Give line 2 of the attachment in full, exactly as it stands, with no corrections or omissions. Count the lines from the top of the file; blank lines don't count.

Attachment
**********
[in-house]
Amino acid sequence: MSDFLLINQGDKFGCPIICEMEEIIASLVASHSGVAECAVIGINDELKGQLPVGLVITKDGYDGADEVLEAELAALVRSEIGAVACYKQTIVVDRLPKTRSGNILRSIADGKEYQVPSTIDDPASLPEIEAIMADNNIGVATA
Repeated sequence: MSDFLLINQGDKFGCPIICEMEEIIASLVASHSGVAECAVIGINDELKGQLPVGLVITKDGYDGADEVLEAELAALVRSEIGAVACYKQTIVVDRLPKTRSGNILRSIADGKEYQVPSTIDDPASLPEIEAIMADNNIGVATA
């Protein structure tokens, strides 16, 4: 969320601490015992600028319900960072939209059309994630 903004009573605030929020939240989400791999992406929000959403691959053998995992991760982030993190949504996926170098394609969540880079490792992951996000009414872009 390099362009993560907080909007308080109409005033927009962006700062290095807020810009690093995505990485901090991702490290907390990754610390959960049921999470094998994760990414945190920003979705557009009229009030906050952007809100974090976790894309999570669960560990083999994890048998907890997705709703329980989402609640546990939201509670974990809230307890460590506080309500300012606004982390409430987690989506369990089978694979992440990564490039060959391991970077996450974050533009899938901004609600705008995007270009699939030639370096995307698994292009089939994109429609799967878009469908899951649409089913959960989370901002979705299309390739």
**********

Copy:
Amino acid sequence: MSDFLLINQGDKFGCPIICEMEEIIASLVASHSGVAECAVIGINDELKGQLPVGLVITKDGYDGADEVLEAELAALVRSEIGAVACYKQTIVVDRLPKTRSGNILRSIADGKEYQVPSTIDDPASLPEIEAIMADNNIGVATA